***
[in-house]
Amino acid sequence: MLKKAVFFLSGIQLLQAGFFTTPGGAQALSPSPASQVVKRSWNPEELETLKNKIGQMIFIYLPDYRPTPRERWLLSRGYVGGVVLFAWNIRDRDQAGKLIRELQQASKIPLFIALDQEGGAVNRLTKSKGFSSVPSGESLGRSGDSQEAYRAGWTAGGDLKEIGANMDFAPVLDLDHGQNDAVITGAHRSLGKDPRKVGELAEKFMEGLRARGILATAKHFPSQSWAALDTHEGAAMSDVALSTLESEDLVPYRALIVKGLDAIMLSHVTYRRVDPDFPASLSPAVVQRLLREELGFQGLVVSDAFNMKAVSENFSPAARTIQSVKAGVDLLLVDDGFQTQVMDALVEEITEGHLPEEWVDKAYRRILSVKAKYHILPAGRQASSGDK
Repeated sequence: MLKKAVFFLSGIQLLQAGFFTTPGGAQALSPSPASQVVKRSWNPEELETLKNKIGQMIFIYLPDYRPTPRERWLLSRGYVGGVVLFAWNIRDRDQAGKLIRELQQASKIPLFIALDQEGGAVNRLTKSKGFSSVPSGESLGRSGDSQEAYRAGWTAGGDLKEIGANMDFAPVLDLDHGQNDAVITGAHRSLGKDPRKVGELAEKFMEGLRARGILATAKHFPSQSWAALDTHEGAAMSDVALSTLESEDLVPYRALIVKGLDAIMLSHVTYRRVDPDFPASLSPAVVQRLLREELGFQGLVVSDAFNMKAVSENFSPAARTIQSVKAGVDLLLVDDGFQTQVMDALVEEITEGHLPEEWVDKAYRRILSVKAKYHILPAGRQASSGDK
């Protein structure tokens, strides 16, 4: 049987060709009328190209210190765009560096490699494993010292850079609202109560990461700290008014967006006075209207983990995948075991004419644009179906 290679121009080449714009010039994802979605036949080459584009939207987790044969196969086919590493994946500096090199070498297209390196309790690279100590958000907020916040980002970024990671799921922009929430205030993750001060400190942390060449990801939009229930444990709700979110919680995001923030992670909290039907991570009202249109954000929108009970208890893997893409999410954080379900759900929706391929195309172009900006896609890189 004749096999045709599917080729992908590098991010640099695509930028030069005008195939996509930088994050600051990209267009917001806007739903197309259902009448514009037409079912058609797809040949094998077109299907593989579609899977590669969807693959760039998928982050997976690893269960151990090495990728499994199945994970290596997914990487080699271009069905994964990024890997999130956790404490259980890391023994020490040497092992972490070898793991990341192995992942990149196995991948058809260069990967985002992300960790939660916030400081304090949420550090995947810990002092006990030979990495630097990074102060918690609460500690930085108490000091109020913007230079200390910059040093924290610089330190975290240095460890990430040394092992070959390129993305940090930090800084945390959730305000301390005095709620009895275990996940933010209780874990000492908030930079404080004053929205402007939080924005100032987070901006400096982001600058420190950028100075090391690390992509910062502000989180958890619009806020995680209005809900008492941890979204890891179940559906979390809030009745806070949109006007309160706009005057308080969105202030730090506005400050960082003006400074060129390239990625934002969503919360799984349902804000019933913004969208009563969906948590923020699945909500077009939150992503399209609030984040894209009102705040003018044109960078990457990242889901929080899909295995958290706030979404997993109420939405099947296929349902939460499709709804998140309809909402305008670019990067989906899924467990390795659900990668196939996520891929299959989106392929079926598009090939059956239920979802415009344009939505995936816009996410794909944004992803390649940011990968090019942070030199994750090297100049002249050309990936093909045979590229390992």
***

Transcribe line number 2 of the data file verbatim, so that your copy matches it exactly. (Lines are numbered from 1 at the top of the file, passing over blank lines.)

Amino acid sequence: MLKKAVFFLSGIQLLQAGFFTTPGGAQALSPSPASQVVKRSWNPEELETLKNKIGQMIFIYLPDYRPTPRERWLLSRGYVGGVVLFAWNIRDRDQAGKLIRELQQASKIPLFIALDQEGGAVNRLTKSKGFSSVPSGESLGRSGDSQEAYRAGWTAGGDLKEIGANMDFAPVLDLDHGQNDAVITGAHRSLGKDPRKVGELAEKFMEGLRARGILATAKHFPSQSWAALDTHEGAAMSDVALSTLESEDLVPYRALIVKGLDAIMLSHVTYRRVDPDFPASLSPAVVQRLLREELGFQGLVVSDAFNMKAVSENFSPAARTIQSVKAGVDLLLVDDGFQTQVMDALVEEITEGHLPEEWVDKAYRRILSVKAKYHILPAGRQASSGDK